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The OAS Fellowship on Open Goverment in the Americas: Impact and Learning Report 2015 - 2017

Most Latin American societies have advanced considerably in their democratic consolidation in the last three decades. However, important challenges remain in the exercise of some of their citizens’ fundamental rights. The right of access to public information is one of these rights, and it is today recognized as crucial to asserting other economic, social and cultural rights in democratic societies: A government that acts openly and transparently, grants citizens access to public information and encourages collaboration and participation enables them to make well-informed decisions in all areas of life, demand better quality of public services, hold public officials accountable and participate actively in their country’s political debate and decision-making processes. It increases its own democratic legitimacy and the people’s trust in public institutions and the political system.

It is in this context that the concept of Open Government has emerged as one of the most important paradigm shifts in public management in the 21st century: a set of public policies that are founded on the principles of transparency and access to public information, citizen participation, inter-sectorial collaboration and the harnessing of new technologies to promote and achieve a better relationship between different government stakeholders, better public services and citizens’ quality of life. Open Government is a key ingredient of democratic governance, social stability and economic development as it meets the citizens’ increasing demands for effectively exercising their rights and actively participating in their countries’ decision-making processes. In 2011, the Open Government Partnership (OGP) was launched as an international platform for domestic reformers committed to making their governments more open, accountable, and responsive to citizens. Since then, OGP has grown from 8 to 75 participating countries (and 15 subnational governments), in which government and civil society are working together to develop ambitious action plans to implement Open Government principles. The Americas, in particular, stand out as the region with the most widespread participation in OGP, including 18 OAS Member states.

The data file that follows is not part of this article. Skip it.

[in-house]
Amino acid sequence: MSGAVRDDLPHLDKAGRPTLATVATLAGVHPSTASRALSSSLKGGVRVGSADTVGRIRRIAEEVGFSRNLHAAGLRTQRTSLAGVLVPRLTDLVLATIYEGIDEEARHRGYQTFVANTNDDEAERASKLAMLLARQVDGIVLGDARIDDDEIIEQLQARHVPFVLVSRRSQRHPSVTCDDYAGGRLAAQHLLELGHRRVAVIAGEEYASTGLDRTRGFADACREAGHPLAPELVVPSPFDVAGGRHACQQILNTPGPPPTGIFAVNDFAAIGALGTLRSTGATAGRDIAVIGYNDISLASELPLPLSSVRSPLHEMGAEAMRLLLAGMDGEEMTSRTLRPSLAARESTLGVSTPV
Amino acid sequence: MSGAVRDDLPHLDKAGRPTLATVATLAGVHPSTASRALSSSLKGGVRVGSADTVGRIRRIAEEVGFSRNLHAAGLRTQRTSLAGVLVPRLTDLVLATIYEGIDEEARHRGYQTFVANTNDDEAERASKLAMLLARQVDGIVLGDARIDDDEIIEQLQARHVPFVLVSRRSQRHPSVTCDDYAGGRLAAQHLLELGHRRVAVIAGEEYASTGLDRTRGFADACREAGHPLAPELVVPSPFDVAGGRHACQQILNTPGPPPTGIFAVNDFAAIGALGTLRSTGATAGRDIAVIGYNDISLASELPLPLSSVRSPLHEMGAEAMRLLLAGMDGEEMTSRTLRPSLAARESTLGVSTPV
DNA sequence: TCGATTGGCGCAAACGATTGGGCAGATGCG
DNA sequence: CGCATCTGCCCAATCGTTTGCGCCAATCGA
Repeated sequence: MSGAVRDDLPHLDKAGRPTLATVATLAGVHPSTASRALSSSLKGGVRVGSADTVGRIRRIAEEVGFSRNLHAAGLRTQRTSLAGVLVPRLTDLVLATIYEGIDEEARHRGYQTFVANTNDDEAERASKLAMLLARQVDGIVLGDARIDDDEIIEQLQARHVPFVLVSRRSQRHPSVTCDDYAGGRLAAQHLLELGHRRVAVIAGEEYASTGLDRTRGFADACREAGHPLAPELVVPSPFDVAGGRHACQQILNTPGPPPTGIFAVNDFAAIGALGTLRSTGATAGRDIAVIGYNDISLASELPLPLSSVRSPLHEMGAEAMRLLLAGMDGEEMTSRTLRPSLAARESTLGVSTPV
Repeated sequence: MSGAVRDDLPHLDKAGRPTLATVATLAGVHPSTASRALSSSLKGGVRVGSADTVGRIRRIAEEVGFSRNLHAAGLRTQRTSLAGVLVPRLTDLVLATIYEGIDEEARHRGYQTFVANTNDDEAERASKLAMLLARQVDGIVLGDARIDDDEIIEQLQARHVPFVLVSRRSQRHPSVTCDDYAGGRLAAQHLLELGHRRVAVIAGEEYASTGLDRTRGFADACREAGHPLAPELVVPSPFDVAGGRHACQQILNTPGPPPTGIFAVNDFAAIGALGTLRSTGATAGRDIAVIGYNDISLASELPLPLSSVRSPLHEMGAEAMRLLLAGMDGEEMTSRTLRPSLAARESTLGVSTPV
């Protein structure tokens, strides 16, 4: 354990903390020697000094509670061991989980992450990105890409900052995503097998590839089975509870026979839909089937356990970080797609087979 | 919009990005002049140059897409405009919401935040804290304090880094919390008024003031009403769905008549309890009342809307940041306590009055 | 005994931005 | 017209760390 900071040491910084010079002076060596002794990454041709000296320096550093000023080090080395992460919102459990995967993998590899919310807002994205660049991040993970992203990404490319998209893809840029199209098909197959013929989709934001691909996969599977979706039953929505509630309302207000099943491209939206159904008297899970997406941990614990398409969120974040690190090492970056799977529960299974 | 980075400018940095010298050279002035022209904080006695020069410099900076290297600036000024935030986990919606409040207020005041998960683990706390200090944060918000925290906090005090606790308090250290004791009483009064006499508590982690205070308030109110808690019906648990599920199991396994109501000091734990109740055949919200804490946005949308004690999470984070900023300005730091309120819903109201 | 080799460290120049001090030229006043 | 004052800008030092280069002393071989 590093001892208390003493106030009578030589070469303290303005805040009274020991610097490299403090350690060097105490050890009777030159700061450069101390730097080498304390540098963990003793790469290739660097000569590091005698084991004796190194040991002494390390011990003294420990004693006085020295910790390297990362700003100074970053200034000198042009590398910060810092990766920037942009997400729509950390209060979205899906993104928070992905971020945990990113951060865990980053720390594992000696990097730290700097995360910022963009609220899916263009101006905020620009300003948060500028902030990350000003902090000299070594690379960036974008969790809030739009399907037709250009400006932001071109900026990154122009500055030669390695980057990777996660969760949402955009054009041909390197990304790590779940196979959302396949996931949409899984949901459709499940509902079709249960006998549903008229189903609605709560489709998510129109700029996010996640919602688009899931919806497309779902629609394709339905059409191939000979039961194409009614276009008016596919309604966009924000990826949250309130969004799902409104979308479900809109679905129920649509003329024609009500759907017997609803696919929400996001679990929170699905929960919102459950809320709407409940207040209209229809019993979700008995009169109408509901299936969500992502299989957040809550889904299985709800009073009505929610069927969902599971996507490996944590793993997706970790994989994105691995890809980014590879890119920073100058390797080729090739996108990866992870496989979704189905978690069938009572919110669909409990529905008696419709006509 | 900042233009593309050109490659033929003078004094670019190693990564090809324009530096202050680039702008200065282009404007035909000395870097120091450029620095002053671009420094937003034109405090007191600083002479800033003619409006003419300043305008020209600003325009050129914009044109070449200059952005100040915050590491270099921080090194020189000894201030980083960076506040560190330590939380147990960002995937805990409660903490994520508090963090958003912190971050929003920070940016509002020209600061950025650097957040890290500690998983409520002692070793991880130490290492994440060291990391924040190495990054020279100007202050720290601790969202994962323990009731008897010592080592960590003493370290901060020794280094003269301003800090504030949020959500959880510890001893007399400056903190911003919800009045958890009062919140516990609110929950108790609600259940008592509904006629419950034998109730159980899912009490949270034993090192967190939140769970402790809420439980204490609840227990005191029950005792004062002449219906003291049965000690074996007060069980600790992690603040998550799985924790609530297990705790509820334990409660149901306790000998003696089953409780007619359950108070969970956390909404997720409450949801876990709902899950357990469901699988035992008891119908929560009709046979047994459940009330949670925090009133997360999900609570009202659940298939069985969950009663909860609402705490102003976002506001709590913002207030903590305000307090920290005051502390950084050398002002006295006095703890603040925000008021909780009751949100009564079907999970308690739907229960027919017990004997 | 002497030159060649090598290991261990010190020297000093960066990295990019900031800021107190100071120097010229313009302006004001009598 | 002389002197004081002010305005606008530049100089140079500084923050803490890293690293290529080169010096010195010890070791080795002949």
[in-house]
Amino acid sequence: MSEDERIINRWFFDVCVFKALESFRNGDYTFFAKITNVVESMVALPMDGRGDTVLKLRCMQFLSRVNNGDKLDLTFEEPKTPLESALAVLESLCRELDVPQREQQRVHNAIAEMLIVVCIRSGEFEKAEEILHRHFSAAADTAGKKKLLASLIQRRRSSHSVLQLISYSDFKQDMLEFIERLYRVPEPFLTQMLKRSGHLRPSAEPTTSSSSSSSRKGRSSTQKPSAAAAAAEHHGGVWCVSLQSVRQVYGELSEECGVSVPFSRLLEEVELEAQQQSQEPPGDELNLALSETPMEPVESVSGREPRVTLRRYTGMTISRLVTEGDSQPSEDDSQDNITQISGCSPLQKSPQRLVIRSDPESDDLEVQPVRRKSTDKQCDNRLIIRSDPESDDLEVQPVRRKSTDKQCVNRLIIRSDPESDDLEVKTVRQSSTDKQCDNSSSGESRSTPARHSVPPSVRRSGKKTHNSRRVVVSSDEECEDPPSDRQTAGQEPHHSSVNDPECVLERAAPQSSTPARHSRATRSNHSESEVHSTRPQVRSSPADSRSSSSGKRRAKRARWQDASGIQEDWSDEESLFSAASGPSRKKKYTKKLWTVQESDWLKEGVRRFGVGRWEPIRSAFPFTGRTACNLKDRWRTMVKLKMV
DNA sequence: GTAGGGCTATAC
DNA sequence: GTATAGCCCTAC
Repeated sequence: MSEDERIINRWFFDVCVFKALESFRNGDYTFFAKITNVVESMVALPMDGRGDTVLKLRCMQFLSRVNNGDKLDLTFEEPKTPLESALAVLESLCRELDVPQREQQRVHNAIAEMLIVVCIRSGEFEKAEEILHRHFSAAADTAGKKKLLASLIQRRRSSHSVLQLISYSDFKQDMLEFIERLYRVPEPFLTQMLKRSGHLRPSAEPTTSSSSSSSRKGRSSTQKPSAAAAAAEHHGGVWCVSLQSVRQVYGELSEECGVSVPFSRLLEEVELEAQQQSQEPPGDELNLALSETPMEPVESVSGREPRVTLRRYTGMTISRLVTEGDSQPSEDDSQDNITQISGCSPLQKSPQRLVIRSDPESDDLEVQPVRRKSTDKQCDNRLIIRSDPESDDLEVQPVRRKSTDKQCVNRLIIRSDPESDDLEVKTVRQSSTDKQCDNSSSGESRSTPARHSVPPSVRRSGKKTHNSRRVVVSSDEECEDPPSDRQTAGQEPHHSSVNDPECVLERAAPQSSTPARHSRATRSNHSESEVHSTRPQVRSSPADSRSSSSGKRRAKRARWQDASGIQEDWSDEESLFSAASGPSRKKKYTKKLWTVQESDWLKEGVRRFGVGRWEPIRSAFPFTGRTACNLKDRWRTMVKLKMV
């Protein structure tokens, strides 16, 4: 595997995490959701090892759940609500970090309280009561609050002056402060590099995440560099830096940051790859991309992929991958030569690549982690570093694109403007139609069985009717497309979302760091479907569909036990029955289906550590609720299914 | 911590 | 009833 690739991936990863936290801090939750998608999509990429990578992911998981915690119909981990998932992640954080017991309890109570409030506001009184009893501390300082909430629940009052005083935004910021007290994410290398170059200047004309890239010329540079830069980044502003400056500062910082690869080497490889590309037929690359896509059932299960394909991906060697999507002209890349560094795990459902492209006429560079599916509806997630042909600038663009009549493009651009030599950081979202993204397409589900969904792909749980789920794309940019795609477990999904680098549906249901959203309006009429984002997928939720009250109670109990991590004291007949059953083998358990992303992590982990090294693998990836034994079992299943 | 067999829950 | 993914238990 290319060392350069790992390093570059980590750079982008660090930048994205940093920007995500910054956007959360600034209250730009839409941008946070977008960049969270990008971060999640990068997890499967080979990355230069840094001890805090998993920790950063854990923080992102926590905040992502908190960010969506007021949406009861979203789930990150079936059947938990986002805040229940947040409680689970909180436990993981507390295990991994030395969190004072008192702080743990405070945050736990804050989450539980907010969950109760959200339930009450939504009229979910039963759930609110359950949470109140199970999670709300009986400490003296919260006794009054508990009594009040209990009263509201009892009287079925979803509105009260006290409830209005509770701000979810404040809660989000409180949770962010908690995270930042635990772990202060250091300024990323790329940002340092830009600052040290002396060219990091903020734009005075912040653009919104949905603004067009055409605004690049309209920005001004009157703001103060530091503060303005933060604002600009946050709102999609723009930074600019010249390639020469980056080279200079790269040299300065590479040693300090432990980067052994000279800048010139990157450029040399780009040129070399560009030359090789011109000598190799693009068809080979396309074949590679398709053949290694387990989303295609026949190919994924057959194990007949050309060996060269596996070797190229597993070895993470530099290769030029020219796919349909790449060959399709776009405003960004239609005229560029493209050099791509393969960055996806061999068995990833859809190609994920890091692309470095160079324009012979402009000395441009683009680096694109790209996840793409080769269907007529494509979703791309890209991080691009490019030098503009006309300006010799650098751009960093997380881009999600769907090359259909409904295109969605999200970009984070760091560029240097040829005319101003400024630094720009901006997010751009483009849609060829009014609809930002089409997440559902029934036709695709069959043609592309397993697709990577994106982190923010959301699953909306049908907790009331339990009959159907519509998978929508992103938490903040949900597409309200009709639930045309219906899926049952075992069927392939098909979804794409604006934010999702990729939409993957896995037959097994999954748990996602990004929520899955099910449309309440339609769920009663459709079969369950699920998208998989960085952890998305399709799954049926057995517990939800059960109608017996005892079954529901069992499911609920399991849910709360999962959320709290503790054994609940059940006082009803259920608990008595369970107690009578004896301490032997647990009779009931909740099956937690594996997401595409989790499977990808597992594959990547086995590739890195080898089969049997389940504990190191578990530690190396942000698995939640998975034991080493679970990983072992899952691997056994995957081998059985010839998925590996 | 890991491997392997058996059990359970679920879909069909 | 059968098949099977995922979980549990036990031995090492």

Report